May makes eleventh-hour Brexit plea to Tory MPS

PM says fail­ure to back her deal would be cat­a­strophic breach of trust in democ­racy

Business Day (Nigeria) - - FINANCIAL TIMES - JIM PICKARD

Th e resa May ha s launched an eleven­th­hour plea to MPS to back her Brexit deal in Tues­day’s crunch vote, warn­ing that a fail­ure to de­liver Brexit would rep­re­sent a “cat­a­strophic and un­for­giv­able breach of trust in our democ­racy”.

Writ­ing in the Sun­day Ex­press, the Bri­tish prime min­is­ter in­sisted that Con­ser­va­tive MPS who did not back her agree­ment risked ei­ther no Brexit or a no-deal Brexit. “My mes­sage to Par­lia­ment this week­end is sim­ple: It is time to for­get the games and do what is right for our coun­try.”

Sep­a­rately, Stephen Bar­clay, the Brexit sec­re­tary, said there were wor­ry­ing signs that Par­lia­ment would try to thwart Britain leav­ing the EU. “The pos­si­bil­ity of los­ing the prize we all fought for is now very real,” he wrote in The Sun­day Tele­graph. “Par­lia­ment has to be for some­thing. It is not good enough to sim­ply say what it is against.”

Ac­cord­ing to some es­ti­mates the gov­ern­ment could be on track for an epic de­feat on Tues­day evening, by as much as 200 votes when its with­drawal agree­ment with Brus­sels is put to a House of Com­mons vote.

Jean-claude Juncker, the pres­i­dent of the Euro­pean Com­mis­sion, is set to make a fi­nal ef­fort to save the deal by mak­ing prom­ises to try to limit the con­tentious Ir­ish back­stop to no more than a year. Mr Juncker and Mrs May are to co-or­di­nate an ex­change of let­ters, prob­a­bly on Mon­day, to try to win over wa­ver­ing Euroscep­tic MPS.

Down­ing Street ex­pressed alarm on Sun­day af­ter it emerged that a cross-party group of MPS was seek­ing to change the Com­mons rules to en­able back­bench mo­tions to take prece­dence over gov­ern­ment busi­ness if Mrs May’s deal is de­feated on Tues­day. That would over­turn a prece­dent dat­ing back to the 1880s.

In the­ory MPS could then com­pel the gov­ern­ment to de­lay Ar­ti­cle 50, mean­ing that Brexit would not take place as planned at the end of March.

It is thought that the mea­sure could even give MPS the power to try to force a sec­ond ref­er­en­dum. “This is ex­tremely con­cern­ing,” a Num­ber 10 source said. “If suc­cess­ful this would give MPS pow­ers to con­trol not only what hap­pens to Brexit leg­is­la­tion but all leg­is­la­tion. It rep­re­sents a real threat to all gov­ern­ment busi­ness.”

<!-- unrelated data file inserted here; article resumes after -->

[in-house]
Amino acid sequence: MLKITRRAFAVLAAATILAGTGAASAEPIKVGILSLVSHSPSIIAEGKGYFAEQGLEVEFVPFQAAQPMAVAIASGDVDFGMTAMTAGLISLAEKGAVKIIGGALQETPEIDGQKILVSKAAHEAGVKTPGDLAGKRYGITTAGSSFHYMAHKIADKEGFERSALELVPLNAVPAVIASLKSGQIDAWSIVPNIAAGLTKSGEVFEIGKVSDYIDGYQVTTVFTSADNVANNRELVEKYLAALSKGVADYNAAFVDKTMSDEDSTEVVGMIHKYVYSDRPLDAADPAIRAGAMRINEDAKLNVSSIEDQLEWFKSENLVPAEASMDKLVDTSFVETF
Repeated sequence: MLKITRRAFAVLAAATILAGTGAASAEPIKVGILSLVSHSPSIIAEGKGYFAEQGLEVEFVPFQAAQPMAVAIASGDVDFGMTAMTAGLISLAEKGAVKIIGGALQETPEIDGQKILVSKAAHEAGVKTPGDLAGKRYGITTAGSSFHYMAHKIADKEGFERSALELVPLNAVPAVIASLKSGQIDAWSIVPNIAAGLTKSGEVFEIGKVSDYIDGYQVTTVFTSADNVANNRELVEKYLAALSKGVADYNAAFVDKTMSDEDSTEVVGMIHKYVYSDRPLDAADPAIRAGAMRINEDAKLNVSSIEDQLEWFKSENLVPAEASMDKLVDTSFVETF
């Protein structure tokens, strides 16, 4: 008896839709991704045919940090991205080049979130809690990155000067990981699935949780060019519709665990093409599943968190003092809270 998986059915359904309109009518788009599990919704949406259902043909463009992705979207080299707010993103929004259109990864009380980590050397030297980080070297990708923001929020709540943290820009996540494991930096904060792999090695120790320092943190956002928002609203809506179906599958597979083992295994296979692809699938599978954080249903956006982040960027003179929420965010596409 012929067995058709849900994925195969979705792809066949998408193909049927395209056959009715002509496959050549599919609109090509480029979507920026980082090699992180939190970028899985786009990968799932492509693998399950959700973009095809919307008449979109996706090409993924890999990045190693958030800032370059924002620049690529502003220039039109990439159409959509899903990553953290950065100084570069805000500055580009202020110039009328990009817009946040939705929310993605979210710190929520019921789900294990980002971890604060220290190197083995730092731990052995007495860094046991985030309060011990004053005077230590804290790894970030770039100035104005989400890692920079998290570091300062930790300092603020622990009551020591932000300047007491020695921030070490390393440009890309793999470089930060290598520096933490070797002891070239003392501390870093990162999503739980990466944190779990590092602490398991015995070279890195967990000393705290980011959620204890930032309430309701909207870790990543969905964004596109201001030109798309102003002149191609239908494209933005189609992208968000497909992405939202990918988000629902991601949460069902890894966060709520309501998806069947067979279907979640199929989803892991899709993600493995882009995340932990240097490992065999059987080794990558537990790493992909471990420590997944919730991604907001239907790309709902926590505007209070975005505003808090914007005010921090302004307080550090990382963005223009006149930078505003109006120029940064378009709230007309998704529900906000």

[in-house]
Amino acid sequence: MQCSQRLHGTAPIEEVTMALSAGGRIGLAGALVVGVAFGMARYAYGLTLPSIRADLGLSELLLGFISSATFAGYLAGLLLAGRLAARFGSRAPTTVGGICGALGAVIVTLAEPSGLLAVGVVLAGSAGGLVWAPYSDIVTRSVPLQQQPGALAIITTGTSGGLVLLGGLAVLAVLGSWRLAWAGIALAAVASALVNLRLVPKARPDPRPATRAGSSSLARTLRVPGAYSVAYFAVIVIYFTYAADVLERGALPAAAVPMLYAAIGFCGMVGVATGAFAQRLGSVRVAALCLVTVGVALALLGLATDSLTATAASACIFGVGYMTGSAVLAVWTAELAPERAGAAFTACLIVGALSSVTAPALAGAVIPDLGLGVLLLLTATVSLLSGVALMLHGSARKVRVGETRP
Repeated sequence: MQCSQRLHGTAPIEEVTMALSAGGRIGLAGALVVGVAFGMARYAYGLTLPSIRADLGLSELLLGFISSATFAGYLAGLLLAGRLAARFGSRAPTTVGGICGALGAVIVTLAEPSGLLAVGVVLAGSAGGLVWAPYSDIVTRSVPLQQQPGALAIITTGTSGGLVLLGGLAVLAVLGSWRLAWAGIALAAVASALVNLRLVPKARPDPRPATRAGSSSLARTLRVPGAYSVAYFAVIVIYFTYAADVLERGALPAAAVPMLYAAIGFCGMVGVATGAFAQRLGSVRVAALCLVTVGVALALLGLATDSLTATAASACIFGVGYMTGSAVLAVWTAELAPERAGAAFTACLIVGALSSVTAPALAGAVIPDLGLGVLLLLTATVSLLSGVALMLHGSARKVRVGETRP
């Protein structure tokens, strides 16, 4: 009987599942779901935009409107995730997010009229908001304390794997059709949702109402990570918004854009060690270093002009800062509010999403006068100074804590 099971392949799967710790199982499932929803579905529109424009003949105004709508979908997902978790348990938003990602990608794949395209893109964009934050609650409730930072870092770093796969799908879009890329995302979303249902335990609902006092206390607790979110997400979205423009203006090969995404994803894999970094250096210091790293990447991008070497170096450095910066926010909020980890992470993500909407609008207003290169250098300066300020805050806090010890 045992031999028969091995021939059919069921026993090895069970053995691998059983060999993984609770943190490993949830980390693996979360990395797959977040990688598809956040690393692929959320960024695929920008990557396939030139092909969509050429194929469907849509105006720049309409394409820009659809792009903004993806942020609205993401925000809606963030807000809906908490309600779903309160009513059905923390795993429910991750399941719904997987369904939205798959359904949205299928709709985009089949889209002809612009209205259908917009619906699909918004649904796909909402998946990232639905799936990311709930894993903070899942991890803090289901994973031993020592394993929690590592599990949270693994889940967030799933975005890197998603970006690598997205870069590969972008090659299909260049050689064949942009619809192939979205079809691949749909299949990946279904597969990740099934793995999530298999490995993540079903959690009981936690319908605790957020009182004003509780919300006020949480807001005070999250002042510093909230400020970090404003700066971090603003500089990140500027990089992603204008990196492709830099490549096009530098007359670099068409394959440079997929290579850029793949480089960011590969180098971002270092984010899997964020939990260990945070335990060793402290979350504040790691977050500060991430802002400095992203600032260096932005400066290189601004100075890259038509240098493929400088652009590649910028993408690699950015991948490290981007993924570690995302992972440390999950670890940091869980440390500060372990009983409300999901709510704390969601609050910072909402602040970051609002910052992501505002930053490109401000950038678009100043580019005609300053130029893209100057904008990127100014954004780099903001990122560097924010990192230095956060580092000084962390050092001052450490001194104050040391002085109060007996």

Ju­lian Smith, the chief whip, com­mis­sioned writ­ten le­gal ad­vice about the plans, ac­cord­ing to The Sun­day Times. The en­su­ing doc­u­ment says that the move by MPS would rep­re­sent “a clear and present dan­ger” to all gov­ern­ment busi­ness: “The gov­ern­ment would lose its abil­ity to gov­ern.”

Chris Les­lie, a Eu­rophile Labour MP, said the idea of a back­bencher plot was “spin” from Down­ing Street. In re­al­ity it would be hard to change Com­mons Stand­ing Or­der 14 — which says gov­ern­ment busi­ness al­ways has prece­dence, be­cause the gov­ern­ment it­self would have to al­lo­cate time for de­bat­ing and vot­ing on such a change.

“I don’t be­lieve Down­ing Street is wor­ried about any stand­ing or­der changes, they are hyp­ing it to frighten the Euroscep­tic ERG [Euro­pean Re­search Group] into fall­ing back into line,” he told the Fi­nan­cial Times.

What was more broadly true, Mr Les­lie said, was that Par­lia­ment was seek­ing to take back con­trol through ex­ist­ing mech­a­nisms — such as by seek­ing to amend next week’s Busi­ness of the House mo­tion.

Chris Grayling, trans­port sec­re­tary, told Sky News that if Par­lia­ment thwarted Brexit the UK could see the ar­rival in the UK of the kind of pop­ulist “po­lit­i­cal ex­trem­ism” seen in much of main­land Europe.

John Ma­jor, for­mer Tory prime min­is­ter, said that re­vok­ing Ar­ti­cle 50 was now the “only sen­si­ble course” to take in or­der to carry out a sec­ond ref­er­en­dum. “Jump­ing off a cliff has never had a happy end­ing,” Sir John wrote in The Sun­day Times.

Jeremy Cor­byn, the Labour party leader, is ex­pected to launch a vote of no con­fi­dence in the gov­ern­ment within hours of Mrs May’s ex­pected de­feat, set­ting the scene for a vote as early as Wed­nes­day.

How­ever, Mr Cor­byn has not con­firmed any such plan, given that he is un­likely to muster enough votes to win in those cir­cum­stances.

He is re­fus­ing to say whether Labour would back Brexit in a snap gen­eral elec­tion. Asked re­peat­edly on the BBC’S The An­drew Marr Show whether a Labour man­i­festo would back leav­ing the EU, he re­fused to an­swer five times. He also in­di­cated that he did not want a sec­ond ref­er­en­dum, say­ing he would “rather get a ne­go­ti­ated deal now”.

Theresa May: ‘My mes­sage to Par­lia­ment this week­end is sim­ple: It is time to for­get the games and do what is right for our coun­try’ © Getty

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